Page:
September 2012 marks the start of British Trust for Ornithology winter thrush survey. Over the next two winters the BTO is asking volunteers across the UK to record where and when they see any of the six species of thrush found in the UK on migration and over the winter.
Blackbird, Song Thrush and Mistle Thrush have largely sedentary populations in the UK but populations of all three are heavily augmented each winter by huge numbers of immigrants from Scandinavia and continental Europe. Add to these the massive winter influx of Fieldfare and Redwing from Scandinavia and Iceland and there seems to be something that these birds find to their liking in the British countryside in winter.
On Arran in the first part of the winter hedges with berries like hawthorn seem to be attractive to these birds and then later arable fields with lots of invertebrates seem to be favoured. The point of the survey is to find out more. How does thrushes' use of various habitats, including gardens, vary, by species, geographically and through the winter? How do feeding behaviours vary, again by species, geographically and through the winter? What is the relative importance overall of key habitats such as farmland, gardens and orchards and of the various feeding resources? These are some of the questions the survey hopes to address.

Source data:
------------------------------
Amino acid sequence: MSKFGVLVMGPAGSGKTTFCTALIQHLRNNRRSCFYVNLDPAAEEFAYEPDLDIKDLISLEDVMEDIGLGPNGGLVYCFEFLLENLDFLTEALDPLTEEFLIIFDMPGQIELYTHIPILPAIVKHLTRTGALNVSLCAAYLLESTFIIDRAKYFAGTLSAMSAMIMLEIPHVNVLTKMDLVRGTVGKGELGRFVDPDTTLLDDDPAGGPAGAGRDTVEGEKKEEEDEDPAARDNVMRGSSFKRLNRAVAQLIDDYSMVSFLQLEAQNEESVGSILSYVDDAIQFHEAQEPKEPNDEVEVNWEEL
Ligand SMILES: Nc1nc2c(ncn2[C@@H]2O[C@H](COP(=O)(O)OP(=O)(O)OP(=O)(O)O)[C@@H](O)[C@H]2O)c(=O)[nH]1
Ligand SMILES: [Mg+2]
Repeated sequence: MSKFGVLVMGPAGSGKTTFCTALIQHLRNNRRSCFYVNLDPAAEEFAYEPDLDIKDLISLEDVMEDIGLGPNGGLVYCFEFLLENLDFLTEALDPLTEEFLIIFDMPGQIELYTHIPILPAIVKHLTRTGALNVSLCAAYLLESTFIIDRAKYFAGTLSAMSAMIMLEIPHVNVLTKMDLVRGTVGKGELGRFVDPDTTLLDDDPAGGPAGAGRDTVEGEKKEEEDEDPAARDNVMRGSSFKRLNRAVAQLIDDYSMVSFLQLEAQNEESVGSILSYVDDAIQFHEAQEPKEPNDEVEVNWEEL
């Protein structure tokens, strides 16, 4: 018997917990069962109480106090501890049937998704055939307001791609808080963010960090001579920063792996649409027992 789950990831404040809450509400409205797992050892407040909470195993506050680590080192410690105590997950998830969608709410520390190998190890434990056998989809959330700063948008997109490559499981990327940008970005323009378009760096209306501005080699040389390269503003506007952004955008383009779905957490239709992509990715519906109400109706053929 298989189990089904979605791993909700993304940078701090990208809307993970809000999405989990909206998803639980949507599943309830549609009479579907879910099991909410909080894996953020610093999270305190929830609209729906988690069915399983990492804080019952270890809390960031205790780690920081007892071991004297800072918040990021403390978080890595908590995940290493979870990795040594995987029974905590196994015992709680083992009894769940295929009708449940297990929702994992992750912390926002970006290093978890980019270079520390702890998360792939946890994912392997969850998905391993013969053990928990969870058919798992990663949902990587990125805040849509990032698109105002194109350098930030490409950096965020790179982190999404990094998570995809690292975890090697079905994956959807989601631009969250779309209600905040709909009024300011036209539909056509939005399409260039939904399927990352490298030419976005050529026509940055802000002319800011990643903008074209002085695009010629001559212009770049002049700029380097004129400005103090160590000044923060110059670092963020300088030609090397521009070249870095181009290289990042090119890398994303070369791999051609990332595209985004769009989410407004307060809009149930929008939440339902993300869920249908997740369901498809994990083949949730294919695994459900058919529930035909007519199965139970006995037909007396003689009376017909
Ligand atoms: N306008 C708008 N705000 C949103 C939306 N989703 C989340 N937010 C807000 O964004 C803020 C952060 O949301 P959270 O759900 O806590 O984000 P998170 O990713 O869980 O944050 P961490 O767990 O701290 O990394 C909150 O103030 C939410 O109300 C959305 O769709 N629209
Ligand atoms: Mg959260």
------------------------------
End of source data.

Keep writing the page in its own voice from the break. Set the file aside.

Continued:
It should be an easy and enjoyable survey operating through the BTO website. Full methodology will be available when the online survey module is launched on 12 September.
Observers will be invited to set up routes, based loosely on 1-km squares, for repeated winter walks. Locations of all thrushes observed, with their habitat and activity will be recordable online on a map of the survey route. Walks can be made at any time from mid September to mid April.
To express an interest visit the website BTO Winter Thrushes Survey | BTO - British Trust for Ornithology http://www.bto.org/volunteer-surveys/winter-thrushes